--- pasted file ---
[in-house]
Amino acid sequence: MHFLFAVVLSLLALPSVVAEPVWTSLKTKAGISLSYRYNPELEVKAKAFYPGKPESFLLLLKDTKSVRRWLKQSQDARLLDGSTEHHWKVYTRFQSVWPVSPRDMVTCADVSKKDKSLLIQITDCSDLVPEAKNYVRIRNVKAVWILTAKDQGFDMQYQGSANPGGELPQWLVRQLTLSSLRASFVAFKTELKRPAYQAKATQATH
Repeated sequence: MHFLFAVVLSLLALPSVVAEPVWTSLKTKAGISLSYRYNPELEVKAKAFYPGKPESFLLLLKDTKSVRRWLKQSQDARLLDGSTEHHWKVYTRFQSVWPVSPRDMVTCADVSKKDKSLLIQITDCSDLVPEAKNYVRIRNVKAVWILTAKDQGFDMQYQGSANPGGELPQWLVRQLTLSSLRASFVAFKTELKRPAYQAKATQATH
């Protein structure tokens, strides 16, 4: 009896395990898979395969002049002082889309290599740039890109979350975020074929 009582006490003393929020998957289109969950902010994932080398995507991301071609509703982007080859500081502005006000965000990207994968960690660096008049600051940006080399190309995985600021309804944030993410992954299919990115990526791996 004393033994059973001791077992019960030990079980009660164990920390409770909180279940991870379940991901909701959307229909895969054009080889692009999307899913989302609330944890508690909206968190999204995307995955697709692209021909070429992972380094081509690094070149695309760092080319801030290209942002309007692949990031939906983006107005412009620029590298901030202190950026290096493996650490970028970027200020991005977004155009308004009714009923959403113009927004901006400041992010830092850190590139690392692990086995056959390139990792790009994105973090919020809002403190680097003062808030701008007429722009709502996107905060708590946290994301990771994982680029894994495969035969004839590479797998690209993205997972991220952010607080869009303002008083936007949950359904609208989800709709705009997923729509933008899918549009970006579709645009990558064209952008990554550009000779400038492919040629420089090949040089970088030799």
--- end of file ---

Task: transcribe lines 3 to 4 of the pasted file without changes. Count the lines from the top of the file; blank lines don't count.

Repeated sequence: MHFLFAVVLSLLALPSVVAEPVWTSLKTKAGISLSYRYNPELEVKAKAFYPGKPESFLLLLKDTKSVRRWLKQSQDARLLDGSTEHHWKVYTRFQSVWPVSPRDMVTCADVSKKDKSLLIQITDCSDLVPEAKNYVRIRNVKAVWILTAKDQGFDMQYQGSANPGGELPQWLVRQLTLSSLRASFVAFKTELKRPAYQAKATQATH
């Protein structure tokens, strides 16, 4: 009896395990898979395969002049002082889309290599740039890109979350975020074929 009582006490003393929020998957289109969950902010994932080398995507991301071609509703982007080859500081502005006000965000990207994968960690660096008049600051940006080399190309995985600021309804944030993410992954299919990115990526791996 004393033994059973001791077992019960030990079980009660164990920390409770909180279940991870379940991901909701959307229909895969054009080889692009999307899913989302609330944890508690909206968190999204995307995955697709692209021909070429992972380094081509690094070149695309760092080319801030290209942002309007692949990031939906983006107005412009620029590298901030202190950026290096493996650490970028970027200020991005977004155009308004009714009923959403113009927004901006400041992010830092850190590139690392692990086995056959390139990792790009994105973090919020809002403190680097003062808030701008007429722009709502996107905060708590946290994301990771994982680029894994495969035969004839590479797998690209993205997972991220952010607080869009303002008083936007949950359904609208989800709709705009997923729509933008899918549009970006579709645009990558064209952008990554550009000779400038492919040629420089090949040089970088030799």